Do they send written inquiries to all references listed for a tier 3 Secret DOD Clearance?
They may . . . I think that about the best answer you’re going to get . . .
There are others who may be able to give you a better idea of when and why they make the decision to contact some and not others but it’s really not a fixed situation.
For residences, no inquiries, no personal interviews, and no residence records are part of the investigative element to Tier 3 case, unless issues are present that would flag an interview with a listed verifier. Written inquiries are sent to employments and no co-worker interviews are scheduled either unless there are issues present.
Skubrats is correct, T3 investigations cover education and employment records and law enforcement checks everywhere you lived worked and went to school in the last 7 years.
If I am in adjudication for a TS with ATF would that interfere with getting a Tier 3 Secret done with DOD?
If you have a TS completed with Treasury/ATF, then DoD would not be able to submit a T3 investigation, they would have to wait until the TS is adjudicated or request a copy of the completed investigation and adjudicate themselves.
Is a personal interview with an investigator a standard protocol now for a T3 Secret DOD clearance?
I do not believe so.
Not for SECRET, no it is not standard but it is not uncommon.
Currently in process for a Tier 3 DoD Secret, I had to meet with a BI at the the end of the investigation process. Granted that it was helpful as I had a couple updates for my SF. I don’t know if it’s standard procedure now or if it was triggered (only issue I can think of was some light MJ use around 2 years prior).
I do Subject interviews for folks going through a T-3 investigation all the time - but then I am in investigator.
I have seen triggers for many things over the years - some serious, some because the Subject omitted information, and a lot of humorous triggers from Subject’s who don’t read the questions before answering.
A Subject interview is basically your opportunity to provide information to the adjudicator through an investigator/agent. This is not something you want to buzz through quickly. For Tier 3 - something jiggled the system. Ensure you give the full story and all the information you know. A good (experienced) investigator will try to pry the full story out of you, the good, bad, and sometimes ugly, to include the why and what happened afterwards. Hiding information during these interviews don’t work out for you.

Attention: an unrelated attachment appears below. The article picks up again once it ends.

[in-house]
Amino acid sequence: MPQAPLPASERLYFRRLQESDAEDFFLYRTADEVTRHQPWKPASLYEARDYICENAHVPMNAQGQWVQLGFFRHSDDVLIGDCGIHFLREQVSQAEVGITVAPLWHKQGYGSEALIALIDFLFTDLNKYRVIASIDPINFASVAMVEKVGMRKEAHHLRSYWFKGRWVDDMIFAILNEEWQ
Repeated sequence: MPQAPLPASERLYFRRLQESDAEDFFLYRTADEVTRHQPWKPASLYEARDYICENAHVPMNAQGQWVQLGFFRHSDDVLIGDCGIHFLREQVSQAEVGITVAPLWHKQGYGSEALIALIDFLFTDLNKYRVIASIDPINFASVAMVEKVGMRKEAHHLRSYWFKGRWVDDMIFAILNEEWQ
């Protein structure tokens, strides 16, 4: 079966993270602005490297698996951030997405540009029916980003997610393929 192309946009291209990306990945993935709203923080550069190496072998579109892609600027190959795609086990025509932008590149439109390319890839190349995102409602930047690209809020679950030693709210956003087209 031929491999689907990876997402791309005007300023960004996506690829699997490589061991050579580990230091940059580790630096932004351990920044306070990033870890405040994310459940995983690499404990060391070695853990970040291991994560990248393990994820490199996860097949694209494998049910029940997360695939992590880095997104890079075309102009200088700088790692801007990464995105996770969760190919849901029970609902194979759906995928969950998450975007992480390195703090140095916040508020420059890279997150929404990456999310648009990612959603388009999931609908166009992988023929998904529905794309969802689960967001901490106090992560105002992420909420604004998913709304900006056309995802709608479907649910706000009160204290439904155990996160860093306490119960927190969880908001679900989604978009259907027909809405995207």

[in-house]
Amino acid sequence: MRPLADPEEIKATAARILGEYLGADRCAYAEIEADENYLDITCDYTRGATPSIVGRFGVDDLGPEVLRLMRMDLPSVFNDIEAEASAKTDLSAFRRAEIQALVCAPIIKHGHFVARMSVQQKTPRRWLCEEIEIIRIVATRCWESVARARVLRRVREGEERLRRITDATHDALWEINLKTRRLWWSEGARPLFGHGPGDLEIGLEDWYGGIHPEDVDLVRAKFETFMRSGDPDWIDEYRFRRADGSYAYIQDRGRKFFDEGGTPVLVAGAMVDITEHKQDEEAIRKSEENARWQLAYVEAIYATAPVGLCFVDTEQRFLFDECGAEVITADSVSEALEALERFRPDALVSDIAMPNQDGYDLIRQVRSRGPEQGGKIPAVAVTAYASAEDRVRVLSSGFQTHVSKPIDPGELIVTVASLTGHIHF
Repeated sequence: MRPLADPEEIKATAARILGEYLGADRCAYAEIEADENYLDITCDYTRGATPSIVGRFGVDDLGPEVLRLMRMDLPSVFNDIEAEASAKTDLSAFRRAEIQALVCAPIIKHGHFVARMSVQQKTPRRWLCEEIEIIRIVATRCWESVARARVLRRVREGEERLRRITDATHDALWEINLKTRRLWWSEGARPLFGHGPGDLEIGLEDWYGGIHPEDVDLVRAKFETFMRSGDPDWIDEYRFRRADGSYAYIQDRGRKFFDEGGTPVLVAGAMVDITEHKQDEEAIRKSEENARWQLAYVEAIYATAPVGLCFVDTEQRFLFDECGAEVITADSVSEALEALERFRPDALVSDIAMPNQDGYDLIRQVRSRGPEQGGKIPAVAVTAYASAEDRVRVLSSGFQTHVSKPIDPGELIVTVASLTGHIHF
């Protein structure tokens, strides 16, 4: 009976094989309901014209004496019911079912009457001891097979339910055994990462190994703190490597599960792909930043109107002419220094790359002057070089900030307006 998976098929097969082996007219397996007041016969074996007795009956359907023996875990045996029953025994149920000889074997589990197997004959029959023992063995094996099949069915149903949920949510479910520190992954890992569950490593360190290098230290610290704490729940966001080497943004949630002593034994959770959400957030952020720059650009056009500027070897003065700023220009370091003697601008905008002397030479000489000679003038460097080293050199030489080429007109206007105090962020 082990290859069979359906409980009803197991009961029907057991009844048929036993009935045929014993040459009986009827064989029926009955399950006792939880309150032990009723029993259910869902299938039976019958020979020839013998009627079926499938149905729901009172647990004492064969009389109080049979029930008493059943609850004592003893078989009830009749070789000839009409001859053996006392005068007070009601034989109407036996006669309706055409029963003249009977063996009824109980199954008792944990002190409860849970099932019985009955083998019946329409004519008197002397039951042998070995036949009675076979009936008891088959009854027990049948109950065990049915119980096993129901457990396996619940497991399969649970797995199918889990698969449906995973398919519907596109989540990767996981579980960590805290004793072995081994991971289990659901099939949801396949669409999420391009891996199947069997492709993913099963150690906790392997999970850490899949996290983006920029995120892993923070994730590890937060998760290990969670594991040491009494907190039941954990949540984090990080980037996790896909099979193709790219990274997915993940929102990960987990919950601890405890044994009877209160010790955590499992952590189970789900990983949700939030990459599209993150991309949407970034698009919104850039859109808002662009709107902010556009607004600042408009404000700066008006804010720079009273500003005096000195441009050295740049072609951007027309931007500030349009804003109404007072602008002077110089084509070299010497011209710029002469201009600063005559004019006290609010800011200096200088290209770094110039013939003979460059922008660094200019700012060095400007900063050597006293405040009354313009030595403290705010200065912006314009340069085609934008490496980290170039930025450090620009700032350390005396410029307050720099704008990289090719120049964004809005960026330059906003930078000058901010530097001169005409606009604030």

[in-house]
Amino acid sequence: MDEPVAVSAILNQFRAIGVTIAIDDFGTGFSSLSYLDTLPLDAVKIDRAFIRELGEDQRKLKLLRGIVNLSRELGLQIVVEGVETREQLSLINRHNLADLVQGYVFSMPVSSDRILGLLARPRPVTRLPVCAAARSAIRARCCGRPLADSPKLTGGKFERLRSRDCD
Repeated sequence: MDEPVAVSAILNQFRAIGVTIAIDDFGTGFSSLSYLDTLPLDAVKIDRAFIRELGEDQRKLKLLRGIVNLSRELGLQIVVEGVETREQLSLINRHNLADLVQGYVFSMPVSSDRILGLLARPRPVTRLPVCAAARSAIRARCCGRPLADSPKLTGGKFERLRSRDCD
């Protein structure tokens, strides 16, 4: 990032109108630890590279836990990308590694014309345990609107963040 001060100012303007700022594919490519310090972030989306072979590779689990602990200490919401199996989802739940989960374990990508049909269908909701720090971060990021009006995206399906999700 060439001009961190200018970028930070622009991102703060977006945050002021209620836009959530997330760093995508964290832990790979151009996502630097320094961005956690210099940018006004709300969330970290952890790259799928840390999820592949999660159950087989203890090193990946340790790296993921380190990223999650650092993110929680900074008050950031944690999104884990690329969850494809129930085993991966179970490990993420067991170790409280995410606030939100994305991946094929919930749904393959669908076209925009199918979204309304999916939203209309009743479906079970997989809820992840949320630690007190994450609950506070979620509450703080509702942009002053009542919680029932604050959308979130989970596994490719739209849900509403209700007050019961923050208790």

The Tier 3 process, unlike the old NACLC/ANACI allows the investigator to talk to other folks to figure out the whole story - so give your side during the Subject interview to the investigator.
Yep . . . At my interview in February 2016, I thought that we were done and the investigator asked, “So, what do you want to tell me about the arrest warrant issued for you in 2011?”
I almost crapped my pants . . . It was a simple issue over a housing code citation that was mailed to the wrong address but I had forgotten about it completely. I explained everything and the next day, the investigator went to the municipal court to verify the story. She called me and said, “You better go down there. There are four more outstanding warrants going back to 2011!”
I went that afternoon and resolved all of it. My wife and I owned a rental property and the township was sending me citations for things that were the tenants responsibility. But, they were sending them to the rental property despite the fact that I had all of the proper licenses in place and they should have been sending them to my home address.
These were for things like “Failure to clear sidewalks of snow” and “Putting the trash out for pickup more than 24 hours before the pickup time.” Things that the tenant should have been handling.
The court dismissed all of the citations and warrants.
As is ended up, I did receive an SOR for other issues but this wasn’t mentioned.
My question made the news